Saturday, September 29, 2007

Friday, September 28, 2007

Your Ecological Footprint

If everyone lived like me we would need 7.2 planets the size of the earth to live on

Thursday, September 27, 2007


site states that it is "Informing and challenging the world about energy solutions"

Wednesday, September 26, 2007

Bag Washer accesory

I thought this was kind of a clever invention, though it seems like it takes up a lot of space in the dishwasher...

Tuesday, September 25, 2007

battery recycling

We really should all be using rechargeable batteries by now, but if you have any leftover standard batteries that are dying out, recyle them. Here's a link to a program in California:

Wednesday, September 19, 2007

Green Light Magazine

online subscriptions are free, and are in a magazine reader format that works great and doesn't use any paper products at all!

The only lame part is the stupid pop-up ad that comes up on every single page.

Friday, September 14, 2007

Organic products

From the website "The average adult uses 9 personal care products daily exposing them to 126 chemicals every day"

personal observation: doesn't everything on the planet have chemicals in it, and aren't chemicals naturally occuring?

Wednesday, September 12, 2007

Reware Store

Go here to find solar backpacks by Juice Bag ($$$) and other fun environmentally-friendly items

Tuesday, September 11, 2007

Mercury Remover for Florescent light bulbs

photo from Heather Walton/Scottsdale Republic

Here's a story about a mercury remover...

The standard fluorescent lamp contains approximately 20 milligrams of mercury. While there are no known health hazards from exposure to lamps that are intact, improper disposal of fluorescent lamps can contaminate the environment. The U.S. Environmental Protection Agency (EPA) estimates that over 800 million lamps are produced each year to replace 800 million lamps that are then disposed. Since 1 gram of mercury is enough to contaminate a 2-acre pond, there is enough mercury in those lamps to contaminate 20 million acres of water.

Mercury Vapor Lamp Compactor

Monday, September 10, 2007

Awesome Lamp

I really love the design of this light, it doesn't look like it's in production, so you can't purchase it. I emailed the designer, who has a portfolio on coroflot where you can see more images of this thing, but he hasn't replied.

I also love the idea of the LED lights. I wonder why there is a push for these florecent lights to replace incandecent light bulbs, whe the florescents are coated with mercury. THe push to switch is completely ignoring the fact that there is a huge percentage of our population who doean't pay attention at all to details and who will throw these things in the regular trash instead of recycling them properly. This push will poison us all.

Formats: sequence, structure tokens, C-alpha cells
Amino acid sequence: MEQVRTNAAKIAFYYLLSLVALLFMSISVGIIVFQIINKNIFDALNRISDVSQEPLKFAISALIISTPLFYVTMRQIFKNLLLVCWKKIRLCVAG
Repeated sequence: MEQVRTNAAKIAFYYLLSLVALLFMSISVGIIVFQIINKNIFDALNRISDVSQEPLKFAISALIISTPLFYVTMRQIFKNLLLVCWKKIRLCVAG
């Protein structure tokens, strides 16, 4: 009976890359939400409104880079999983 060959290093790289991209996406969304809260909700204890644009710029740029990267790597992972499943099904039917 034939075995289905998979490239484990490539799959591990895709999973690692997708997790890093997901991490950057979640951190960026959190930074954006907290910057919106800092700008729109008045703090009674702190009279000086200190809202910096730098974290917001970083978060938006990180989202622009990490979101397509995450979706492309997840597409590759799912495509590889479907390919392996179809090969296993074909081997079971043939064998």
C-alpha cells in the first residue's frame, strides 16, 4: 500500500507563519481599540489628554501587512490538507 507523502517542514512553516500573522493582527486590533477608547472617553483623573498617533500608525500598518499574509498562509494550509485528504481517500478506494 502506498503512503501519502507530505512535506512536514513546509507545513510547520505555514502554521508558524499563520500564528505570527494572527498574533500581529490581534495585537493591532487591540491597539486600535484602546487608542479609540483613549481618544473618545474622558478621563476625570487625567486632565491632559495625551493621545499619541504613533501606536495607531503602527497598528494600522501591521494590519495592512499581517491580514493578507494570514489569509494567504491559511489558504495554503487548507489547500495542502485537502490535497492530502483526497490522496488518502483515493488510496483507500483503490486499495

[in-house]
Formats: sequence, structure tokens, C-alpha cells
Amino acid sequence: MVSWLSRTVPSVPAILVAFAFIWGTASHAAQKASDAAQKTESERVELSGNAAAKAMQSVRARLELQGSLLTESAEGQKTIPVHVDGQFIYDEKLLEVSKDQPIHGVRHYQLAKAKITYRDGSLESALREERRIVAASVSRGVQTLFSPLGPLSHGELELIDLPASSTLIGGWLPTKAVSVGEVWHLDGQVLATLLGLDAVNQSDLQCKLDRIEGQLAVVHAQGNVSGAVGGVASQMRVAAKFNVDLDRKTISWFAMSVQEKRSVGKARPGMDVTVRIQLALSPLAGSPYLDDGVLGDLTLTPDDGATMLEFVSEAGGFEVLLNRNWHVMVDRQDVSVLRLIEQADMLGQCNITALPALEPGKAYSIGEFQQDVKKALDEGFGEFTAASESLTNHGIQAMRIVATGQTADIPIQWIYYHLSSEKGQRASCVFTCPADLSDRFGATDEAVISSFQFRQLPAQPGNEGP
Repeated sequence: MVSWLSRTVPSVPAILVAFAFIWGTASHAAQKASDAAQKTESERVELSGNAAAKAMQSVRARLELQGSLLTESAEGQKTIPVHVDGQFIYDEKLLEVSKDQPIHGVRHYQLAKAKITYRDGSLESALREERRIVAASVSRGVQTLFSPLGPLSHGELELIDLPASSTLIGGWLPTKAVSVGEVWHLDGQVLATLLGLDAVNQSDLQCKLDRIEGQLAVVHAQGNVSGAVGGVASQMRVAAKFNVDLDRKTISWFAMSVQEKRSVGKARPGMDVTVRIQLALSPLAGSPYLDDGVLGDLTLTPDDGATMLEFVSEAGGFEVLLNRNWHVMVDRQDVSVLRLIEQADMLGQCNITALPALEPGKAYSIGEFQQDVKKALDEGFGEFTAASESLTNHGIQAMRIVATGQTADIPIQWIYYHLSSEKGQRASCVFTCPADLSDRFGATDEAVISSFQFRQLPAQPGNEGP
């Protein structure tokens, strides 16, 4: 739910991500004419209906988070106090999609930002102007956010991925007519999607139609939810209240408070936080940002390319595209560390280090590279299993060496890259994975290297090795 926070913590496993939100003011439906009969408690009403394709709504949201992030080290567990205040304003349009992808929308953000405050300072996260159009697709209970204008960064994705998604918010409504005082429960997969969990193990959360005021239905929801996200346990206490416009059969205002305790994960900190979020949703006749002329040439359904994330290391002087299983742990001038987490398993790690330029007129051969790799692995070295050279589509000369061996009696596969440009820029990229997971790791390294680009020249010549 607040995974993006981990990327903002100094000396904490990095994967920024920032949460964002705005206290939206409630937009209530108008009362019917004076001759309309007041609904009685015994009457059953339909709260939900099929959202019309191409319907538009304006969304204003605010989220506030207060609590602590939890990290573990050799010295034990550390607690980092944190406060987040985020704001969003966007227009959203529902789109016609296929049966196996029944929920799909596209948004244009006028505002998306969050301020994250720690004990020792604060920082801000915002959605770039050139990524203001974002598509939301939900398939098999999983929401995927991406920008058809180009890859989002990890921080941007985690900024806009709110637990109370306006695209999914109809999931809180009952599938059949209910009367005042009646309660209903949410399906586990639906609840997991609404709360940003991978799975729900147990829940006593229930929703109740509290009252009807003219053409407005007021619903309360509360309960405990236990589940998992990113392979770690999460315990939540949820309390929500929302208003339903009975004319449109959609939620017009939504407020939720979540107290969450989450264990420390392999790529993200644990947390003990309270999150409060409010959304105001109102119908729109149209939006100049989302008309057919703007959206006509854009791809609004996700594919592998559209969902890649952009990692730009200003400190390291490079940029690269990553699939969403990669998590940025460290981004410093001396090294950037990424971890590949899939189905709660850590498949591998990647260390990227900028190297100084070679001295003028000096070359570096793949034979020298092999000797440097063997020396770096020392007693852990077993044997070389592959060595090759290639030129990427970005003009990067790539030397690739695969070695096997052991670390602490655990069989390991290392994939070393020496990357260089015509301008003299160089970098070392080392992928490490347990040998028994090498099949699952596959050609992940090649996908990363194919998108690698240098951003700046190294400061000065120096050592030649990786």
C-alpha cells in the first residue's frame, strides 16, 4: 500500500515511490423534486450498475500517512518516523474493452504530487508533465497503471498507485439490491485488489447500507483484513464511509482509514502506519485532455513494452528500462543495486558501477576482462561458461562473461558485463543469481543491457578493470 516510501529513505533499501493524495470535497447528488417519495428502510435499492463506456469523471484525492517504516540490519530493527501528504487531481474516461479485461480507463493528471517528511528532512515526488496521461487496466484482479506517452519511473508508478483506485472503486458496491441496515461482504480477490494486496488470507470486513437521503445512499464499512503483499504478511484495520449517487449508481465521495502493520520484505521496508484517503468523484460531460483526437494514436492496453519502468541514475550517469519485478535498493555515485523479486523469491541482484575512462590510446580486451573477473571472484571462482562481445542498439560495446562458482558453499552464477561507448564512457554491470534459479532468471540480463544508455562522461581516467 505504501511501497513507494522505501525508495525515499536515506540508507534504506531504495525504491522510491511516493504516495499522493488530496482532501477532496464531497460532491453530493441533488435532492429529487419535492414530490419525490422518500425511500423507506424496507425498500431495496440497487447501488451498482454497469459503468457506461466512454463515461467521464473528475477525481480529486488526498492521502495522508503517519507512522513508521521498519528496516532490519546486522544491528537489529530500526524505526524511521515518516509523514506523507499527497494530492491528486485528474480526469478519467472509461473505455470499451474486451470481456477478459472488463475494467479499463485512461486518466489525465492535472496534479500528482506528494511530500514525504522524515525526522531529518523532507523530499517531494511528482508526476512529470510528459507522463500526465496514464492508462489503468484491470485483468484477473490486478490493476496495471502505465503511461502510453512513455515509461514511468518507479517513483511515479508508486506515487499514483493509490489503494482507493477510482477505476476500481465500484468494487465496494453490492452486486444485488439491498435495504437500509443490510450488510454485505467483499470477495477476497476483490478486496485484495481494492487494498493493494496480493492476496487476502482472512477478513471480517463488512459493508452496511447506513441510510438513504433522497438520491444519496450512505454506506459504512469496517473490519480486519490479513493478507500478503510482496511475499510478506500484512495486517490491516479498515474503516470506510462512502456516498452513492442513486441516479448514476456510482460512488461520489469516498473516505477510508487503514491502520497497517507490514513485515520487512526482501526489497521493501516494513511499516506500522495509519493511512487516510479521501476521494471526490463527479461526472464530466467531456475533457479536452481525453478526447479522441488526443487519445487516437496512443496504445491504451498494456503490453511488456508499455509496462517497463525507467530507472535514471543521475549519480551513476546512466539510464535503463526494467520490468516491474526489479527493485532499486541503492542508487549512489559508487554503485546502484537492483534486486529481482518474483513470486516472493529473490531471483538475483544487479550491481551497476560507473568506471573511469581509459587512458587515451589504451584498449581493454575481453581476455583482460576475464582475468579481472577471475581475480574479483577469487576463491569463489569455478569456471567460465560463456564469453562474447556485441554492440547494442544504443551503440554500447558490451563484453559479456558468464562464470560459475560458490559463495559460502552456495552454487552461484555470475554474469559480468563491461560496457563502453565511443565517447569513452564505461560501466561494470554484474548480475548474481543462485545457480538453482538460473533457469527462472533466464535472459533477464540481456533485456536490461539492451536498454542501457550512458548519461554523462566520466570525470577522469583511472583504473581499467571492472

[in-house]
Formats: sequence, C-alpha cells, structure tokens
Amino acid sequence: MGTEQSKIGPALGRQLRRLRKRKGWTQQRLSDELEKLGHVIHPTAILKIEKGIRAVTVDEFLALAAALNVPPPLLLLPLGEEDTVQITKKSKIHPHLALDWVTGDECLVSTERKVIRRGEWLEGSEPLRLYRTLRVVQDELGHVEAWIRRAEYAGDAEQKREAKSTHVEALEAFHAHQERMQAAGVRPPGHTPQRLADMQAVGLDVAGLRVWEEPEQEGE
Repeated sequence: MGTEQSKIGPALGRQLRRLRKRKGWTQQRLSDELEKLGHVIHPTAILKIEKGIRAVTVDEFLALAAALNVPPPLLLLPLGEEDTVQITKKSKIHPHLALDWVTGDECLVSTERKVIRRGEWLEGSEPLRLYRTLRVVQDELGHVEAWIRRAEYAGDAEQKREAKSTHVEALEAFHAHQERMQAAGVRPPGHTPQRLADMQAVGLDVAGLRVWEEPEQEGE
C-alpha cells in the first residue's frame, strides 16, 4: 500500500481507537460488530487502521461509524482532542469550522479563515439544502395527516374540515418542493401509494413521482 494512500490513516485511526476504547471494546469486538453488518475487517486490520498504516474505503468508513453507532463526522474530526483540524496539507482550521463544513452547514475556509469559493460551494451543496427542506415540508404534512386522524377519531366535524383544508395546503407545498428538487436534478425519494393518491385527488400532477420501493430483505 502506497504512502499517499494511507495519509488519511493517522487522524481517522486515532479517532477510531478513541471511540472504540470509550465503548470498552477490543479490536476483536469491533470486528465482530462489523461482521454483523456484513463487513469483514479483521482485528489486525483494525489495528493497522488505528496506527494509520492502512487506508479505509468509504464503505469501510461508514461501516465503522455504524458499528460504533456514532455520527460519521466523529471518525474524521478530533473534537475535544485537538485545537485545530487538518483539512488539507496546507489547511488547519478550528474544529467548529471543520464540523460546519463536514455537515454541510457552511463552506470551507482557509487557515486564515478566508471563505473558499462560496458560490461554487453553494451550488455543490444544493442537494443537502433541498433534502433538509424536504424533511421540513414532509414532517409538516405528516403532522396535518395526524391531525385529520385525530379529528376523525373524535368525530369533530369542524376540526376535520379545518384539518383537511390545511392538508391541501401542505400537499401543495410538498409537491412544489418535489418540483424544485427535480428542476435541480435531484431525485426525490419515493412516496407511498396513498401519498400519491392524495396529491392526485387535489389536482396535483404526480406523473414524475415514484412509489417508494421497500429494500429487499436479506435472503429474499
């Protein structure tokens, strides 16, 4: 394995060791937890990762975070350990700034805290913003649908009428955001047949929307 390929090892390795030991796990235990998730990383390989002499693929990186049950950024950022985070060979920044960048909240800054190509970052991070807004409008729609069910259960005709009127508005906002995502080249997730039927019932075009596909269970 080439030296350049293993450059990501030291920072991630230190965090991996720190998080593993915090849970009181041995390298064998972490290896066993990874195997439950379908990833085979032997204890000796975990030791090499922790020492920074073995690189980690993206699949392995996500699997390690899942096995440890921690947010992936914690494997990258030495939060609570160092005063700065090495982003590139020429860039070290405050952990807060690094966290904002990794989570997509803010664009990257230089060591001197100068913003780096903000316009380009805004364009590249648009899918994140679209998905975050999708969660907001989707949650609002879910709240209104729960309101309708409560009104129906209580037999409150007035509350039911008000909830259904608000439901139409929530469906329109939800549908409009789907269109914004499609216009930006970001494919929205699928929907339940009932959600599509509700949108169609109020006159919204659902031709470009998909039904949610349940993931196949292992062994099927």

Saturday, September 8, 2007

Re-useable Sandwich Bag

not that all sandwich bags aren't re-useable...but this one might make it easier for you to not throw it away.

Thursday, September 6, 2007

Too much harvest?

If you grow fruits or veggies, and have too much of a good thing, donate your leftovers!

Wednesday, September 5, 2007

Bag Re-Use

There have been a lot of articles and attempted laws surrounding this issue lately.

The City of SF is trying to enforce a law that you must BYO Bag.

"As originally written, the legislation would have affected only grocery stores doing more than $2 million in sales a year.The law, if passed, would make San Francisco the first U.S. city to require merchants to offer customers only bags made of recyclable paper, plastic that can be turned into compost or sturdy cloth or plastic that can be reused."

They have also tried to tax people for using new bags

"It could cost grocery shoppers 17 cents a bag if they want paper or plastic in San Francisco, one of the first U.S. cities to attempt a grocery bag fee aimed at helping the environment.
City officials are considering a proposal that would put a tax on supermarket bags, and it's likely that many stores would try to pass the extra cost on to consumers. The measure is primarily being pushed by environmentalists who view plastic grocery bags as a menace, not as a modern marvel of convenience. "

The BiteHow 'bout neither. We use shopping bags for a few hours, but they can take lifetimes to decompose. New foldable nylon versions make it easy to BYOB wherever you go-whether it's clothes shopping, grocery shopping, or a drugstore impulse buy.
The Benefits
Oil and tree savings. In the United States, 12 million barrels of oil and 14 million trees go to producing plastic and paper bags each year.
Discounts. Stores like Safeway and Whole Foods offer a five-penny discount if you bring your own.
Being a role model. Other shoppers'll watch and learn.
Safety for sea creatures. Plastic bags are the fifth most commonly found item in coastal cleanups.
Personally SpeakingJen's brought her own since the days when loading up a canvas bag at the store wasn't so popular. She still gets weird looks from other shoppers, but that's for other reasons...
Wanna Try?
ACME Bags Workhorse - superlight nylon bags that fold into a tiny attached pouch, in four colors ($10).
Ecobags Organic Cotton String Shopping Bag - these simple bags fit in your purse or pocket. Also: reusable produce bags ($3-$7).
Posch - stylish bags created from vintage sheets and pillowcases ($40).
Biter Bag - our very own bags, made from recycled plastic bottles ($20).
"I'm Not a Plastic Bag" Bag - this bag spells it out for those who are slow on the uptake ($15).
If you must use a plastic bag, reuse it as long as you can, then tie it into knots before you toss it to keep it from ballooning up into the air and ending up as litter.

Tuesday, September 4, 2007


some of the items on the design blog will help you live more this herb saver available through sur la table... though at the time of this post, it was posted as 14.95 and comes up as 29.95 when you order it.

Saturday, September 1, 2007